Any alternative for this kind of 20'container transport?

Discussion in 'Boat Design' started by Lemans, Feb 8, 2012.

  1. Lemans
    Joined: Nov 2011
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    Location: Belgium

    Lemans Lemans

    'So in between the time they put the load on the boat and the time it takes to rig up the container to add strength, the boat is fully loaded but weakly structured? In the waves and all?'

    You do have a point. Perhaps I wrongly assume that containers are always loaded in calm waters like docs and harbours...., -however, these are the conditions in my case.
    I have two options for the 'add on' structure. Fixed on the container before loading or a fixed structure on the cat. Containers are constructed according to normalized dimensions so in case of a structure on the cat, space between the boat and container is small an can be eliminated with a few hard wooden blocks, before - full - releasing the 25,000kg on the boat.
    It's not so that the boat needs the container to be strong enough in unloaded condition.
     
  2. SamSam
    Joined: Feb 2005
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    Location: Coastal Georgia

    SamSam Senior Member

    I was just going by the photo in the OP, which looks to be open water.
     
  3. Lemans
    Joined: Nov 2011
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    Location: Belgium

    Lemans Lemans

    Changes on my vessel design due to remarks from the propulsion guys.
    It's no longer possible to use 2 dimensional formed steal plates...
    The overall length is increased up to 14,5 meters and the vessel is now 5,10 meters wide.
    I left the idea of using petrol industrial engines as insufficient on power output. Lack of power can be dangerous in difficult circumstances.
    Two 90 HP diesels are chosen to replace the two 35HP engines.

    I like to build up the hull out of plywood, a core material and fibreglass finish.

    First drawing shows 40mm thick plywood as frame, second drawing shows the inner 6mm plywood skin, third drawing shows the
    structural polyurethane hard foam and the last shows the 3mm fibreglass finish with a impregnated 18mm plywood as floor/sealing panel.

    Any thoughts?The element is 4m long and 1,35m wide.
     

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  4. Squidly-Diddly
    Joined: Sep 2007
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    Location: SF bay

    Squidly-Diddly Senior Member

    sounds like you getting close to what I have posted in my gallery so

    you may be on the right track. :D

    Have a bunch of steel beams would make it easy to adapt any sort of motor, from outboard but more likely a vehicle's gas or diesel with Thai dragon tail style prop as that would probably be most efficient and cheapest install. Able to swing a big prop but also able to pivot up for shallow draft.

    I should mention the default beams I'm showing would be steel, so they could be easily cut, angled and re-welded if someone wanted a platform closer to water
     
  5. Lemans
    Joined: Nov 2011
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    Location: Belgium

    Lemans Lemans

    Weekend cruiser

    Hi Squidly-Diddly,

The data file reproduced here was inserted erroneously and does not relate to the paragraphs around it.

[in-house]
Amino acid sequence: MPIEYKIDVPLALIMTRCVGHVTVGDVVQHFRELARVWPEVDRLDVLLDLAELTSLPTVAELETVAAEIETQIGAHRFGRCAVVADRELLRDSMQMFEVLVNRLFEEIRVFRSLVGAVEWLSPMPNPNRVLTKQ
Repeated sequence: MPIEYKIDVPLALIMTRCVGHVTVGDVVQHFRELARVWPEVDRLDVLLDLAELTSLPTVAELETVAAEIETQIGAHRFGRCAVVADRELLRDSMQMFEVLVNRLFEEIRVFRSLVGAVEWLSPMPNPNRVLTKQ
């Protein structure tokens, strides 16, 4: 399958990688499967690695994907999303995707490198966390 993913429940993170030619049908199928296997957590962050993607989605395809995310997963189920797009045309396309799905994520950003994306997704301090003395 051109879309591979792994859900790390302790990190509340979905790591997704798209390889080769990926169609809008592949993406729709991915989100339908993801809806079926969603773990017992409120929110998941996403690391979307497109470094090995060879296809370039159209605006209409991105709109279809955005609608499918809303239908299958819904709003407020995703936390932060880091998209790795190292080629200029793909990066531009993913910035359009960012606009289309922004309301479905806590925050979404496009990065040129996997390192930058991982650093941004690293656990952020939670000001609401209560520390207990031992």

I have visited your gallery and I noticed you are also a fan of multi purpose vessels.
    I think it was Petros who started the idea of transforming an old container into a cabin.
    Knowing that I'm going of track here, but I could not resist to draw what came up in my mind today.
    The result of reconnecting elements from the boat and a few simple 'add-ons' gives me a funny
    'small-river' weekend cruiser.
     

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  6. peterAustralia
    Joined: Mar 2006
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    Location: Melbourne Australia

    peterAustralia Senior Member

    Nice project

    Without doing the sums, I would have thought that steel was the cheapest way of building a barge. Even if you have to use mulitple flat plates in order to get a good hullform, it should be ok to do.

    I like the idea of the barge which when loaded works as a displacement vessel, but when unladen works as a catamaran.

    The first sketch you did in this idea was good, however I would deepen the pontoons, so that and use a steeper angle for the underside, say 60 degrees, not the 15 degrees you were showing. If you go down the plywood and fiberglass route, it may start to get a bit pricey, all the epoxy resin, I think there is a reason why most barges are steel.

    How do you unload the container, via a crane? Do you use rollers onto a wharf or beach.

    The sketch you drew on 5 March looks very good, I would be tempted to keep same overall dimensions, make it out of steel and simplify it.

    What distance does each container need to travel, is there much money gained by going very fast?

    aside.. that little weekend traveller looks cute. I think the platfrom needs to be cut back at the bows, otherwise it will be swimming with water when even the smallest wave hits, plus add a little wave deflector at the front of that platfrom, and it would be perfect
     
  7. Lemans
    Joined: Nov 2011
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    Location: Belgium

    Lemans Lemans

    Hi Peter,

    'Nice project'
    Thanks, as usual, it's origin is a problem that needs to be solved.

    'Without doing the sums, I would have thought that steel was the cheapest way of building a barge.'
    I did calculate as close as possible the costs of different building materials. See the attached file.